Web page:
Data Clean Rooms – The Key to Collaborating on Marketing Analytics in a Privacy-First World
Posted on 2024 May,20  | By Paul Wright, AppsFlyer

Data clean rooms are a vital tool for today’s advertisers. Paul Wright, General Manager Western Europe and MENAT at AppsFlyer how 'Data Clean Rooms are the key to collaborating on marketing analytics in a privacy-first world'.

The Gulf Cooperation Council’s success in adopting the latest technology before almost anyone else is rooted in due diligence. Governments here have watched progress closely, wary of potential downsides and quick to step in when they believe it is warranted. Recent years have seen an explosion in data creation. Trust from consumers is what makes the economy spin on, and so GCC governments have laid out regulations to steer private companies in their leverage of data.

In the United Arab Emirates (UAE), the Personal Data Protection Law came into effect in January 2022. It established personally identifiable information (PII) as the property of the individual to whom it pertained. Saudi Arabia enacted similar provisions.

This is good for consumers but makes life difficult for marketers who need rich data to calculate a range of metrics and must involve third parties to achieve the desired result. A powerful emerging solution to this challenge is the data clean room. PII is anonymised and, instead of direct access, different organisations are allowed to combine their first-party data with aggregated views of partners’ data. Such abstraction means most outputs are limited to group insights such as, “any user who fulfils this set of criteria should be offered that product/discount/deal”. Anything more granular requires the consent of all parties.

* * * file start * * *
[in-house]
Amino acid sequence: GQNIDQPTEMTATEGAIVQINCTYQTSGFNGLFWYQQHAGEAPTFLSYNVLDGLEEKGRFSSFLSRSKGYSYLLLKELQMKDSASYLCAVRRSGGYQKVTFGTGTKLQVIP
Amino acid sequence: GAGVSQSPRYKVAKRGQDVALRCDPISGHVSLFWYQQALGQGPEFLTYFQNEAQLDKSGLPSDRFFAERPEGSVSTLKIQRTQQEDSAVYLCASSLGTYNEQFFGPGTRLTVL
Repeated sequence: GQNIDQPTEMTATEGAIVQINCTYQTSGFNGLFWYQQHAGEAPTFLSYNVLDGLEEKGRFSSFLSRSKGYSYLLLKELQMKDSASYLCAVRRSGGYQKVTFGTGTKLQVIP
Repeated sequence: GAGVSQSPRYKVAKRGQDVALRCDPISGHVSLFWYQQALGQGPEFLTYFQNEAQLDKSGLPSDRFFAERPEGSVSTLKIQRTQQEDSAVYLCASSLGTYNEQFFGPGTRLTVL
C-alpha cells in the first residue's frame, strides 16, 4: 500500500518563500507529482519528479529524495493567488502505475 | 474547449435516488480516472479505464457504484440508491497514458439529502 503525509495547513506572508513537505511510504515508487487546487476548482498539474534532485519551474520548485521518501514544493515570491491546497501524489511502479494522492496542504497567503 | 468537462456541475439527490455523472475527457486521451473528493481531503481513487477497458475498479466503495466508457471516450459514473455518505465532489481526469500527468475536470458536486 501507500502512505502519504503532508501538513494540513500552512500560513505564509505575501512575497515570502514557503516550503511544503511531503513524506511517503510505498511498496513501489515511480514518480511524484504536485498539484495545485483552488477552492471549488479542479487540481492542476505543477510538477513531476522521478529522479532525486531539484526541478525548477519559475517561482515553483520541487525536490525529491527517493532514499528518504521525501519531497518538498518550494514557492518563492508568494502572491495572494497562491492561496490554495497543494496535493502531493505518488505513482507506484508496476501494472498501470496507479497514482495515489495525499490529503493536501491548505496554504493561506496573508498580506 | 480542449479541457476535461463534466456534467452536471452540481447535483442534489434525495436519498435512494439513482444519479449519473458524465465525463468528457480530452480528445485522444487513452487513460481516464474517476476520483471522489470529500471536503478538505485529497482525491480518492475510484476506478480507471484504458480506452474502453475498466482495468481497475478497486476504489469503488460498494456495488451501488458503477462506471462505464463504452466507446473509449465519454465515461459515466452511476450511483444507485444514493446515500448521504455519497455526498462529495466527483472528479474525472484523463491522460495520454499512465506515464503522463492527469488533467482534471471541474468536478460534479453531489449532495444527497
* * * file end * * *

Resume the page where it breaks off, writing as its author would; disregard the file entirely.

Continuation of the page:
To marketers, this may be as good as it gets, but it can be very powerful if designed correctly. Data clean rooms are a credible method of data processing. The terms of access, availability, and usage of data are a matter of transparent record, and governance is enforced by a trusted data clean room provider. No party can access any other’s data, which means nobody can fall foul of regulators. When data needs to be shared, each party puts its PII in a clean room so that combined analysis can be conducted. Results can include insights on reach, audience overlap, purchasing behaviour, and demographics. In this way, the clean room can be an intermediary means of measuring campaign performance while remaining within the lines of privacy.


A rising tide

Data clean rooms are a vital tool for today’s advertisers. However, so-called walled gardens — data clean room ecosystems provided by a third party (often a hyperscale provider) with access controlled by the same provider — combine with privacy regulations to create complexity for those who want to gather, store, analyse, and share data. And considering the trust issues between parties in today’s common clean room setups, administrating (or at least having control) of your own room seems like an attractive option. This is especially true given the costly and time-draining effort required by data scientists to correlate disparate data sets.